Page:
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167 [167]

The Saxons kings Actes and Monumentes of the Church. Britayne conquered.

estates, the hatred of the truth, loue of lies, imbracing of euill in stead of goodnes, regarding of mischiefe in stead of vertue, receauing of the deuil in stead of an Angell of light. They annoynted kings not such as could wel rule a common wealth, but those which exceded all other in crueltie. And if any might be perceaued to be somwhat more humble or meeke, or to be more enclined to fauor the truth then the residue, him did euery one hate and backbyte as the ouerthrower & destroyer of Britaine. All things, whether they pleased or displeased God, they regarded alike. And not seculer men onely did thus, but also the congregation of the Lord and their Bishops, & teachers without any difference at all. Therefore it is not to be marueled, that such people so degenerating and going out of kinde should lose that countrye, which they had after this maner defiled.

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And thus much hitherto concerning the historye of the Britaines, till, by the grace of Christ, the order of time shal bring vs hereafter to the treatise of Cedwalla & Calwalladrus. Now remayneth, in returning againe to the matter of the Saxons, to discourse particularly, that which before in þe table aboue we haue summarely comprehended.

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In this order & rase of þe Saxon kings, aboue specified whiche had thus thrust out þe Britons, and now deuided their land in. vij. kingdōs: as ther were many noughty & wicked kings (whose pernicious exāples, being al set on warre and bloodshed, are greatlye to be detested and eschued of all true godly Princes) so some there were agayne (although but few) very sincere and good. But none almost from the first to the last, which was not either slayne in warre, or murdered in peace, or els constrayned to make himselfe a Moonke. Suche was the rage thē and tyranny of that tyme. Whether we should impute it to the corruptiō of mans nature, or to the iust iudgement of Gods hand, so disposing the matter, that as they had violentlye and falselye dispossessed the Britons of their right: so they most miserably were not onely vexed of the Danes, and cōquered at last by the Normans: but also more cruelly deuoured them selues, one warring stil against an other, til they were neither able to helpe them selues, nor yet to resist others. Of them which are noted for good among these Saxon kynges, the first and principal is Ethelbertus, or Ethelbrict the first kyng of Kent aboue specified: who by the meanes of Austen and partly through his wyfe, named Berda, Marginalia This Berda beyng a Christian was maried vnto Ethelbert vpon the condition that she should be suffred to inioye her religion.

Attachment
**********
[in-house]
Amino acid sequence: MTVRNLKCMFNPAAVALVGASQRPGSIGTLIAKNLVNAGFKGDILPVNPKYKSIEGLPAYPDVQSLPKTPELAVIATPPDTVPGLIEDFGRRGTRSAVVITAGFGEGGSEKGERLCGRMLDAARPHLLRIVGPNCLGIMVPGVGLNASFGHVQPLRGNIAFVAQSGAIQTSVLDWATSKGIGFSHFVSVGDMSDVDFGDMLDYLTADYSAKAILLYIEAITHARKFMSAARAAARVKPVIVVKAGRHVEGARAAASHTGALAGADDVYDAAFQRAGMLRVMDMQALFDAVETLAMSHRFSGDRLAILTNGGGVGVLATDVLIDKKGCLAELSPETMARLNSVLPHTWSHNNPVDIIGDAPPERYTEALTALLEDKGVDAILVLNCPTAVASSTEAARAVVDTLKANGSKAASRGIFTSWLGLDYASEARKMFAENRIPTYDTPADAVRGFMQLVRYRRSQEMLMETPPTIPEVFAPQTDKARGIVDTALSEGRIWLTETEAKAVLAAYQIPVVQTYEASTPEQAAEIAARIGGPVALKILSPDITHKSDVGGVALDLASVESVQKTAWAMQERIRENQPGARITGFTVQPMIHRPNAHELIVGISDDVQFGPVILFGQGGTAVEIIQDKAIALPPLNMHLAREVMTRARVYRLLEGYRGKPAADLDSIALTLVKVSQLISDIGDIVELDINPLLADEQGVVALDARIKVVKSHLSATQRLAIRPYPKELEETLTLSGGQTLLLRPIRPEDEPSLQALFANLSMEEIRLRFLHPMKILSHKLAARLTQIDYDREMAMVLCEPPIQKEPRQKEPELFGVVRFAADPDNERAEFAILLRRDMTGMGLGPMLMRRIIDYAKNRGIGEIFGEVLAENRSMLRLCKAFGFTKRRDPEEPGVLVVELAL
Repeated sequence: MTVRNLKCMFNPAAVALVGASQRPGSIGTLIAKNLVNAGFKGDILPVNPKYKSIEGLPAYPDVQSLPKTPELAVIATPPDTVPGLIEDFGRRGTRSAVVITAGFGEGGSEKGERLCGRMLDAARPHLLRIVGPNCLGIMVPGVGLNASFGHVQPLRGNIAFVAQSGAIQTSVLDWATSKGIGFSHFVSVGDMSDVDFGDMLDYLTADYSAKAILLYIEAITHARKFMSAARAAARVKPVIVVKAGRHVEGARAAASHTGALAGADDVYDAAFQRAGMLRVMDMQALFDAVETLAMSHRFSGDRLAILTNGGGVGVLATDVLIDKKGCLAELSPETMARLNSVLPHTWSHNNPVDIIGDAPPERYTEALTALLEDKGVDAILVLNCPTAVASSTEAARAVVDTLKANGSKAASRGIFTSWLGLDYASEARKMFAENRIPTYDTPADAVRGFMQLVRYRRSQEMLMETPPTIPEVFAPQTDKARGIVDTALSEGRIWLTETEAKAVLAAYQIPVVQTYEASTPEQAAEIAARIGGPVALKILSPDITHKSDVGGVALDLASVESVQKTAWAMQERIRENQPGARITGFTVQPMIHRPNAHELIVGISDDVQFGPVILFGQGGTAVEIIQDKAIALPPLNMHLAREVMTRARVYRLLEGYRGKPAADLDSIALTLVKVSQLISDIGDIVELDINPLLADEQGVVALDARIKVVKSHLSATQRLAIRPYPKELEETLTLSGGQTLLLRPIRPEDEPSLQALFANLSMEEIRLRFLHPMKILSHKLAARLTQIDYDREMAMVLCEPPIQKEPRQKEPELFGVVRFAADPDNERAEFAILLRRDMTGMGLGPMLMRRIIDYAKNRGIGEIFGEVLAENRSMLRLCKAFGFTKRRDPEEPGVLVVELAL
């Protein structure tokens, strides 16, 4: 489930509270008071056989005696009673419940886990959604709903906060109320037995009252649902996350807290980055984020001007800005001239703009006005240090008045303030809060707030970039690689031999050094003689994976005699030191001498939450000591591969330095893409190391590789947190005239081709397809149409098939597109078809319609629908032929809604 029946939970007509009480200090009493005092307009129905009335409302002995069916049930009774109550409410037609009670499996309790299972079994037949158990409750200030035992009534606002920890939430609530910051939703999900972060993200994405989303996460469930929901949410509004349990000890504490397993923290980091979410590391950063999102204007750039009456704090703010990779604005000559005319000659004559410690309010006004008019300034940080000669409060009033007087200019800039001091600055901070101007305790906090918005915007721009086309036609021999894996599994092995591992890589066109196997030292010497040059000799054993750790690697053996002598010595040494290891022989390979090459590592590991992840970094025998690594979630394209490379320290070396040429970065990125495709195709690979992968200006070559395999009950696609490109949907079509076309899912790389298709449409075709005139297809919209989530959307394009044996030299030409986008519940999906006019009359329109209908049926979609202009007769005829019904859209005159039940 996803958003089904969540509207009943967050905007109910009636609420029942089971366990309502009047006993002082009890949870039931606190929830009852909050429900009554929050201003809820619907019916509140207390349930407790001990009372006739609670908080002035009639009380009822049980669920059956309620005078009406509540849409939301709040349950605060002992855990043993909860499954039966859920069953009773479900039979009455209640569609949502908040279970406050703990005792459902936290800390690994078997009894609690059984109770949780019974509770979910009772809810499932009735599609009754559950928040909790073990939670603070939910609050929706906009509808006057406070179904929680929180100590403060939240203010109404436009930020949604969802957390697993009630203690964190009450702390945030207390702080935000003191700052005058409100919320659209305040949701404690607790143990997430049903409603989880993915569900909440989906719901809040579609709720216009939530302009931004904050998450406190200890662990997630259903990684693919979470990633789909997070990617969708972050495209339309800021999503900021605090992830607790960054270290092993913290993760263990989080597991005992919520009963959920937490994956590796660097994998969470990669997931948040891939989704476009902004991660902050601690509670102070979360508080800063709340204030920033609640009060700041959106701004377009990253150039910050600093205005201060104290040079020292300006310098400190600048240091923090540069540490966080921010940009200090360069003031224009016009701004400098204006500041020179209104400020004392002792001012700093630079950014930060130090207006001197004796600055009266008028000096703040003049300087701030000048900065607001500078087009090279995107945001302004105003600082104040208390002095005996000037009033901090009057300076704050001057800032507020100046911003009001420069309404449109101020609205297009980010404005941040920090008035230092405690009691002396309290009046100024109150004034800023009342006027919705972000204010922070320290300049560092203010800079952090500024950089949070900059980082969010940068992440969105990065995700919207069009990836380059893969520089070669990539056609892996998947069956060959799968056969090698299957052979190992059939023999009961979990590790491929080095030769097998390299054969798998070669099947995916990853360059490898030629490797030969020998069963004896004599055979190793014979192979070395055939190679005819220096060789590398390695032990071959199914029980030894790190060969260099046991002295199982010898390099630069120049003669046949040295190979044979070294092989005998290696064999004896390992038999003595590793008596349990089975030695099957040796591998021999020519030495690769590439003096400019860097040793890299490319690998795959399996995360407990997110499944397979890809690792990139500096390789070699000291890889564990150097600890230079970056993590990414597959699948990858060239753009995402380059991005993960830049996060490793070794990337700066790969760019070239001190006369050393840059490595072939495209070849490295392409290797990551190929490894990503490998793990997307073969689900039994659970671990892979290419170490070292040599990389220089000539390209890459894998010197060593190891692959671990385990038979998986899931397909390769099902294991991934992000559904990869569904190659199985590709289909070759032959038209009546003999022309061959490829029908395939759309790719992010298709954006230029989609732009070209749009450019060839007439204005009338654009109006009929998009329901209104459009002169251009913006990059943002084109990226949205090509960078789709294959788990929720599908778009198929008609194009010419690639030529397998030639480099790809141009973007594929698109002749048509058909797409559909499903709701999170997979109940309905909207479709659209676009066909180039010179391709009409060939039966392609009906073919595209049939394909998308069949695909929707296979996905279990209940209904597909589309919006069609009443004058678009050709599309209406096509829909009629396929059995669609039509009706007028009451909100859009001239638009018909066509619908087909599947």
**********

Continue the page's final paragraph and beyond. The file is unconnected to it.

Ethelbertus kyng of Kent.
firste receiued and preferred the Christian faythe, in all this lande of the English Saxons, whereof more foloweth hereafter to be sayd (the Lord so permitting) as place and oportunitie shall require. Marginalia Oswaldus king of Northumberland.The next place I geue to Oswaldus of Northumberland, who not onely did his endeuour in furthering the fayth of Christ amongst hys people: but also being kyng, disdayned not himselfe to stand vp and interpreate to his nobles & subiectes the preaching of Aidanus, preaching Christ to thē in his Scottish language. Marginalia Edwinus king of Northumberland.In the same commendacion also, like as in the same lyne, cōmeth hys vncle Edwin, king of Northumberland, a good Prince, and the fyrst receauer of Christes fayth in that lande, by the meanes of his wyfe, and Paulinus bishop. Marginalia Sigebertus of Eastanglis.Adde to these also Sigebert, first christened kyng of the Eastanglis, and Sebert, first christned king of Essex: of whom the one was a great furtherer of religion, and setter vp of schooles: Marginalia Sebert or Sexbrickt of Essexthe other which is Sebert or Sexbricth, was neuewe to Ethelbert of Kent, vnder whom he ruled in Essex. Byt the which Ethelbert, in the tyme of the sayd Sebert Marginalia The first building of the church of Paules in Londonthe church of Paules was builded at London, and Christiā fayth much enlarged. &c. Marginalia Ethelbert king of the Eastangles.Of the same name there was also an other Ethelbert king of the Eastanglis, a good Prince: who by the aduise of his counsail perswaded to mariage (though agaynst hys wyl) went peaceablye to kyng Offa, for despousage of Althride hys daughter, wher þe good king meaning innocētly through þe sinister& deuilish coūsayl of kyng Offa his wyfe, was secretely beheaded and made away. Marginalia Peter pēce how they fyrste came to be paid to Rome.Whereupon Offa throughe repentaunce thereof, made the firste Peter pence to be geuen to S. Peters church in Rome.